Red Hat is out today with a beta for its next generation flagship Linux operating system. Red Hat Enterprise Linux (RHEL) 6.5 introduces new features across the stack and also aims to provide improved support for SAP applications.
SAP has a long-standing relationship with rival Linux vendor SUSE, including support for the HANA in-memory database. Red Hat's RHEL 6.5 support is in a different area.
"Much of our work with SAP is around Sybase ASE and SAP R3," Mark Coggin, senior director, Platform Marketing at Red Hat, told ServerWatch. "This work includes engineering collaboration, performance optimization, and joint customer engagement."
Coggin also added that most recently Red Hat's collaboration with SAP has resulted in record-setting SD benchmarks with SAP on Red Hat Enterprise Linux.
RHEL 6.5 will also be the first release from Red Hat to support the Precision Timing Protocol (PTP).
Ron Pacheco, senior manager, Platform Product Management at Red Hat, explained to ServerWatch that Precision Time Protocol (PTP) is important to customers who require sub-microsecond time stamping of transactions. He noted that customers in the Financial Services Industry can use this very high-precision time stamping for trades.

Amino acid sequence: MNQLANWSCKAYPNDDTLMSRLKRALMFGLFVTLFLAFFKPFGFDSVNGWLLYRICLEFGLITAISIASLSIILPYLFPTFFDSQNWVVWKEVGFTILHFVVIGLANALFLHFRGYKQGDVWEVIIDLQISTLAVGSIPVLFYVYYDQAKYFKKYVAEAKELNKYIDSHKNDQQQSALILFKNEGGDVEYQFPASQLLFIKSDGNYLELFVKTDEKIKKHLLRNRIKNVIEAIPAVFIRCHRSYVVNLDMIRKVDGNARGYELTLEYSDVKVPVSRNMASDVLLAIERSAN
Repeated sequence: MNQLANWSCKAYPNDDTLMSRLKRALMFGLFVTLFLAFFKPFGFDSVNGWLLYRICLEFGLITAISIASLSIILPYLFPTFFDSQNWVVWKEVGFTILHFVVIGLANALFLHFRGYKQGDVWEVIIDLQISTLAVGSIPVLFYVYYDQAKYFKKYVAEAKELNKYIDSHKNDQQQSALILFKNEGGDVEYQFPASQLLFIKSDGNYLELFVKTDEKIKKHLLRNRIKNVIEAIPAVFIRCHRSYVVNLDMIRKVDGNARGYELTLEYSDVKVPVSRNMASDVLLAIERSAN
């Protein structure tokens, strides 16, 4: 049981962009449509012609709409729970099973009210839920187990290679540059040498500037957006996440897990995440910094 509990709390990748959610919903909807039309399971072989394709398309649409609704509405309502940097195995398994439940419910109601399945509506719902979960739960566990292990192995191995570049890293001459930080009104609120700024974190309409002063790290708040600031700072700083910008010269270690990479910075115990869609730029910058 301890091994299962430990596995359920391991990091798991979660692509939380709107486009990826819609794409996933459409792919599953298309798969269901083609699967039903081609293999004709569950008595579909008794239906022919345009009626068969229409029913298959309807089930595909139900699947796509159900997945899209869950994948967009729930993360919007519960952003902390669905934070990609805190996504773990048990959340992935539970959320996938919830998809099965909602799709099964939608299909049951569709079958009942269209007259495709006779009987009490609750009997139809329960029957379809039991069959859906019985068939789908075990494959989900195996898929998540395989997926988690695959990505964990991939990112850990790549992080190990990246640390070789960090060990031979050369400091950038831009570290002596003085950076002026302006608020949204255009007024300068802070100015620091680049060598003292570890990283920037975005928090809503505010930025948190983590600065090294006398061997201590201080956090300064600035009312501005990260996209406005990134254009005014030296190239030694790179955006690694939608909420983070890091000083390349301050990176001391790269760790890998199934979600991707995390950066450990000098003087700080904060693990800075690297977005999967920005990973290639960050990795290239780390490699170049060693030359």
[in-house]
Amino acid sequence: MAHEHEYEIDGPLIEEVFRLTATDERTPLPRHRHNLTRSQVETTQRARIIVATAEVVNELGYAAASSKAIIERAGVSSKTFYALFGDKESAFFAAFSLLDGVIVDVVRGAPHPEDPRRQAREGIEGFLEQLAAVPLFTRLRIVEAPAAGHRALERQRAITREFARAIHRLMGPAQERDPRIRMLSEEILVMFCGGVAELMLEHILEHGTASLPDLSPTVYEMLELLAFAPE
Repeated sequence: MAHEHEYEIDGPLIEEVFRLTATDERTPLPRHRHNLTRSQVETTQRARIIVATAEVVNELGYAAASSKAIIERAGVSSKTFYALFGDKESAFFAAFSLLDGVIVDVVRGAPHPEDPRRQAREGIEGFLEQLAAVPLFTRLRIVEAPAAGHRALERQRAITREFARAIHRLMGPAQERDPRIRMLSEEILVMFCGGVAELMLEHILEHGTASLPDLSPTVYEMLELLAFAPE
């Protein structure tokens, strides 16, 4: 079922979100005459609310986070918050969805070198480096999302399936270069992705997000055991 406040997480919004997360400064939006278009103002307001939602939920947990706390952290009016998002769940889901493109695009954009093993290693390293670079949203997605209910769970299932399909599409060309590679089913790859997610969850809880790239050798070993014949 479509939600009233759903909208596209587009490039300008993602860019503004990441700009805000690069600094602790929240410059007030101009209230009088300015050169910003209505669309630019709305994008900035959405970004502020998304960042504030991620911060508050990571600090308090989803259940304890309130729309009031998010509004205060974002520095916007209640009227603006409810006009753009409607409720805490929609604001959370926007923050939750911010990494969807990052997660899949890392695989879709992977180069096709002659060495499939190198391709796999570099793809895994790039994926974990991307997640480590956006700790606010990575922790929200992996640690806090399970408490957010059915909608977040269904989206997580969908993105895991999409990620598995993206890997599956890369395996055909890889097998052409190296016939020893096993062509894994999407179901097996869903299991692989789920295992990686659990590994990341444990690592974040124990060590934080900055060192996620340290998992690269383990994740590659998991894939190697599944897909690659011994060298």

Subhendu Ghosh, senior technology strategist, platform at Red Hat, explained that PTP is the implementation of IEEE 1588, a LAN-based high-precision clock sync infrastructure.
"A number of our hardware partners have started to support at the NIC level and at the network switches," Ghosh said. "Our OS level support completes the architecture for customer deployment."
Open vSwitch is an open source Linux kernel feature that implements a virtual switch. It is a technology that has become increasingly important in Software-Defined Networking (SDN) and cloud deployments. Though Open vSwitch is already in the upstream Linux kernel, it is not yet being implemented in RHEL 6.5.
"Today, Open vSwitch is only supported in Red Hat Enterprise Linux OpenStack Platform, although we are evaluating the timing and support of OVS in other products in future releases," Pacheco said.
With the new beta now available, Red Hat will first work to make sure the release is solid and stable before confirming a date for general availability.
"With a subscription-based model, we are not pressured to ship releases in order to grow revenue; we have the luxury and responsibility to release a product when it's ready," Pacheco said.
"Red Hat relies on beta testing from customers, OEMs, Ecosystem partners and our internal QE teams to help determine if and when a RHEL release is ready for mission-critical deployments," Pacheco continued. "Once we have compiled all of this feedback we will determine if/when to release RHEL 6.5."